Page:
The drop-off in summer meal engagement nationwide becomes clear when comparing it to the school year, when about 20 million students are fed free or reduced-price lunches across the country, according to the U.S. Department of Agriculture. For every 100 low-income children who received a school lunch in the 2017-18 school year, only 14 children received a summer lunch in July 2018, down from 15 children in July 2017.
The Food Research and Action Center’s report, which analyzes USDA data, focuses on July because the months in which the school year ends and when classes return vary by each state and school district.
The issue of child hunger was highlighted earlier this year following viral stories in which students were unable to afford lunch or felt shamed over their school lunch debt.
To be clear, researchers say, the number of children participating in a summer nutrition program, whether it’s lunch or dinner, isn’t down during the summer because more families are able to afford food on their own — rather, children aren’t able to access these free meals as easily as they would during the school year. Children may not have transportation to get to the meal sites or communities are unable to find enough sponsors or the space to host children during the summer.
“There is a cost, but we have a choice in how we spend our money in this country,” said Crystal FitzSimmons, a co-author of the Food Research and Action Center’s annual summer nutrition status report. “It’s a sad commentary on the fact that we are not providing kids what they need during the summer.”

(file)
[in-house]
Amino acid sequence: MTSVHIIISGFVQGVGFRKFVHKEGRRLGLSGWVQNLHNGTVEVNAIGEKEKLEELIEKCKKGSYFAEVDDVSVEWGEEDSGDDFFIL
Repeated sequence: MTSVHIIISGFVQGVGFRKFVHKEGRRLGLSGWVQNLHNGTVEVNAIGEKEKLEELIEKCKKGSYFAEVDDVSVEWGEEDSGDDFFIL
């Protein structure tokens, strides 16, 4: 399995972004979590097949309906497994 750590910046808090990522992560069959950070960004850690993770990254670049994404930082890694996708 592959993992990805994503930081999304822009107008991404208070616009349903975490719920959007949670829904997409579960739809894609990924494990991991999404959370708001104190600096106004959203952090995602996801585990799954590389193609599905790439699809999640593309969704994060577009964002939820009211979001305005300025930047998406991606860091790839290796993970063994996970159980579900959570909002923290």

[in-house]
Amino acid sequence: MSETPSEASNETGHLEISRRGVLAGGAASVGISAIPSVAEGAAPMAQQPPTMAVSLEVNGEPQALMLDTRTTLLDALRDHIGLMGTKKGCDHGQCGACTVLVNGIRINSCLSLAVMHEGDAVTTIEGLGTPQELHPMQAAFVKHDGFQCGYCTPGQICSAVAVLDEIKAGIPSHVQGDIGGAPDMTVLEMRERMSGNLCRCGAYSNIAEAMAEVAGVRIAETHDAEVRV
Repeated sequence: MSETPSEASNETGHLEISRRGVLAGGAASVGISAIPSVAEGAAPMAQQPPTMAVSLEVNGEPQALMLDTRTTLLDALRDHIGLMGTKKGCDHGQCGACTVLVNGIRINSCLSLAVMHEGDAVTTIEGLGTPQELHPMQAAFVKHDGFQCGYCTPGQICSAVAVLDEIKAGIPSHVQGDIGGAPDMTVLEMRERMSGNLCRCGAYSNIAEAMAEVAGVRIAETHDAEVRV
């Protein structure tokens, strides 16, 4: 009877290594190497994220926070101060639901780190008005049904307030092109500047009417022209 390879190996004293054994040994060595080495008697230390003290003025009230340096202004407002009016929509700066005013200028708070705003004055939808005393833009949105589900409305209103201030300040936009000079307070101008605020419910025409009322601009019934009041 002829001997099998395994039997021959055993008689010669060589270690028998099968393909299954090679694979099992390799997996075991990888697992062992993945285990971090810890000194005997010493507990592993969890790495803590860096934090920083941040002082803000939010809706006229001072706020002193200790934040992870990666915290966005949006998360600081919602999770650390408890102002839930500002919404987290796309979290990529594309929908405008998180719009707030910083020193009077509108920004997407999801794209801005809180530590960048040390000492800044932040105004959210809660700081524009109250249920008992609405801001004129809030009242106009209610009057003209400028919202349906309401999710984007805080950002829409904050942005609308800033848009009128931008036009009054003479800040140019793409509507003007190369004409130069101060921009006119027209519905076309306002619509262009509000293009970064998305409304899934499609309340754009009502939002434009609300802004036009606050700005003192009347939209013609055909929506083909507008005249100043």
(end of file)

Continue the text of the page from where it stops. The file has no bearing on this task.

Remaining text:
In general, summer nutrition programs are administered by each state and operated in communities where at least 50 percent of children qualify for free or reduced-price meals during the school year. School districts, local governments, faith-based organizations and nonprofits are among the sponsors, and they get reimbursed per meal by the USDA.
Any child 18 and younger can go to a site and eat at no cost. For some of them, it is the only meal they will have that day, and for others, it may be the most nutritious meal — indicative of the problem of food insecurity in the United States, advocacy groups say.
In fiscal year 2018, the USDA’s Summer Food Service Program served more than 150 million meals and snacks at a cost of $484 million. But officials say participation is still woefully inadequate — there’s no cap on the number of meals that sponsors can get reimbursed for — and some states still struggle to feed as many children as they should be during the summer.
The Food Research and Action Center’s report found that as many as 14 states only provided summer lunch in July 2018 to fewer than one child for every 10 children who participated in free or reduced-price school year lunch, with Oklahoma, Louisiana, Nebraska, Texas and Nevada among the states with the largest disparities.
Thirty-four states saw their total number of summer lunch participants drop in July 2018 from July 2017.
To reach more children, some communities have turned to mobile delivery to provide food in centralized neighborhoods where children gather, such as parks and libraries.
In New York City, food trucks serve meals at playgrounds in Manhattan and Queens.